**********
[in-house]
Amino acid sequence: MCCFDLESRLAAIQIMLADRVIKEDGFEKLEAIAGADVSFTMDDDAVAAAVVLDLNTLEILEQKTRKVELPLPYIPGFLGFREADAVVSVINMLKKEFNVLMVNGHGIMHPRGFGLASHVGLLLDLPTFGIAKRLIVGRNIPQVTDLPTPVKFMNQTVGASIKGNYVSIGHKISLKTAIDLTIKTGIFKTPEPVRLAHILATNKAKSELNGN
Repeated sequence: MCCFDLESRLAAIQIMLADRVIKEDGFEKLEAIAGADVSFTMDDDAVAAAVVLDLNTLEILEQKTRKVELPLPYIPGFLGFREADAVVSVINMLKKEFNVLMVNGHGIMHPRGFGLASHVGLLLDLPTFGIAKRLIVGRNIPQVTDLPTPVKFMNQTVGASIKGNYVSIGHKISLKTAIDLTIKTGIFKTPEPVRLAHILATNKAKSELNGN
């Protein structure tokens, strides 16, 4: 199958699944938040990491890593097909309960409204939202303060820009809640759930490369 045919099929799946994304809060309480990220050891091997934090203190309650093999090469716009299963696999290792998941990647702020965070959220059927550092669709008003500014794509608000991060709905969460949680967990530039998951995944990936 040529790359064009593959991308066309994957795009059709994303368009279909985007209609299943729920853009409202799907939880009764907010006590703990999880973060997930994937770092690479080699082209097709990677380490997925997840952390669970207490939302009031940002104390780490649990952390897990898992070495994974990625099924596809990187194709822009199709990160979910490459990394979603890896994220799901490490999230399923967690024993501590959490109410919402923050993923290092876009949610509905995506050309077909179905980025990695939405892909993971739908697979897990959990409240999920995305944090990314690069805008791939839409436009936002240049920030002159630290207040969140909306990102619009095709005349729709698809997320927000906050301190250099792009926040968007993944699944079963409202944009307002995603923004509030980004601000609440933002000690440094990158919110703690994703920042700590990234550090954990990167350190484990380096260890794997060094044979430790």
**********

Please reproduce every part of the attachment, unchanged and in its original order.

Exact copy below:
[in-house]
Amino acid sequence: MCCFDLESRLAAIQIMLADRVIKEDGFEKLEAIAGADVSFTMDDDAVAAAVVLDLNTLEILEQKTRKVELPLPYIPGFLGFREADAVVSVINMLKKEFNVLMVNGHGIMHPRGFGLASHVGLLLDLPTFGIAKRLIVGRNIPQVTDLPTPVKFMNQTVGASIKGNYVSIGHKISLKTAIDLTIKTGIFKTPEPVRLAHILATNKAKSELNGN
Repeated sequence: MCCFDLESRLAAIQIMLADRVIKEDGFEKLEAIAGADVSFTMDDDAVAAAVVLDLNTLEILEQKTRKVELPLPYIPGFLGFREADAVVSVINMLKKEFNVLMVNGHGIMHPRGFGLASHVGLLLDLPTFGIAKRLIVGRNIPQVTDLPTPVKFMNQTVGASIKGNYVSIGHKISLKTAIDLTIKTGIFKTPEPVRLAHILATNKAKSELNGN
């Protein structure tokens, strides 16, 4: 199958699944938040990491890593097909309960409204939202303060820009809640759930490369 045919099929799946994304809060309480990220050891091997934090203190309650093999090469716009299963696999290792998941990647702020965070959220059927550092669709008003500014794509608000991060709905969460949680967990530039998951995944990936 040529790359064009593959991308066309994957795009059709994303368009279909985007209609299943729920853009409202799907939880009764907010006590703990999880973060997930994937770092690479080699082209097709990677380490997925997840952390669970207490939302009031940002104390780490649990952390897990898992070495994974990625099924596809990187194709822009199709990160979910490459990394979603890896994220799901490490999230399923967690024993501590959490109410919402923050993923290092876009949610509905995506050309077909179905980025990695939405892909993971739908697979897990959990409240999920995305944090990314690069805008791939839409436009936002240049920030002159630290207040969140909306990102619009095709005349729709698809997320927000906050301190250099792009926040968007993944699944079963409202944009307002995603923004509030980004601000609440933002000690440094990158919110703690994703920042700590990234550090954990990167350190484990380096260890794997060094044979430790």